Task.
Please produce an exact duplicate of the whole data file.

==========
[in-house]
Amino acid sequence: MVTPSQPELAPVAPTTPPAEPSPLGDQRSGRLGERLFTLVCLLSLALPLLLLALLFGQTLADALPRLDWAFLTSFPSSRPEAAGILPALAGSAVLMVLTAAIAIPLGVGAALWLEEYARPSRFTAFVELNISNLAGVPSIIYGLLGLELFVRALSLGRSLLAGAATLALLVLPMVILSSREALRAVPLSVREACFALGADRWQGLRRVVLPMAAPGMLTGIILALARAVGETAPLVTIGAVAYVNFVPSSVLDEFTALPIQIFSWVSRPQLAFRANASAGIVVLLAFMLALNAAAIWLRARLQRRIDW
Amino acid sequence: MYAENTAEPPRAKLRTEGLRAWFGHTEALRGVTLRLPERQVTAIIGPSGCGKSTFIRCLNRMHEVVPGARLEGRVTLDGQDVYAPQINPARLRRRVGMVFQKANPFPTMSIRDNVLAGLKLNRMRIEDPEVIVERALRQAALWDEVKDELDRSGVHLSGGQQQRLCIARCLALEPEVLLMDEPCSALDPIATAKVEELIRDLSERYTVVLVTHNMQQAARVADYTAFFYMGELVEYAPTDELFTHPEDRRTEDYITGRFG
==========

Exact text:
[in-house]
Amino acid sequence: MVTPSQPELAPVAPTTPPAEPSPLGDQRSGRLGERLFTLVCLLSLALPLLLLALLFGQTLADALPRLDWAFLTSFPSSRPEAAGILPALAGSAVLMVLTAAIAIPLGVGAALWLEEYARPSRFTAFVELNISNLAGVPSIIYGLLGLELFVRALSLGRSLLAGAATLALLVLPMVILSSREALRAVPLSVREACFALGADRWQGLRRVVLPMAAPGMLTGIILALARAVGETAPLVTIGAVAYVNFVPSSVLDEFTALPIQIFSWVSRPQLAFRANASAGIVVLLAFMLALNAAAIWLRARLQRRIDW
Amino acid sequence: MYAENTAEPPRAKLRTEGLRAWFGHTEALRGVTLRLPERQVTAIIGPSGCGKSTFIRCLNRMHEVVPGARLEGRVTLDGQDVYAPQINPARLRRRVGMVFQKANPFPTMSIRDNVLAGLKLNRMRIEDPEVIVERALRQAALWDEVKDELDRSGVHLSGGQQQRLCIARCLALEPEVLLMDEPCSALDPIATAKVEELIRDLSERYTVVLVTHNMQQAARVADYTAFFYMGELVEYAPTDELFTHPEDRRTEDYITGRFG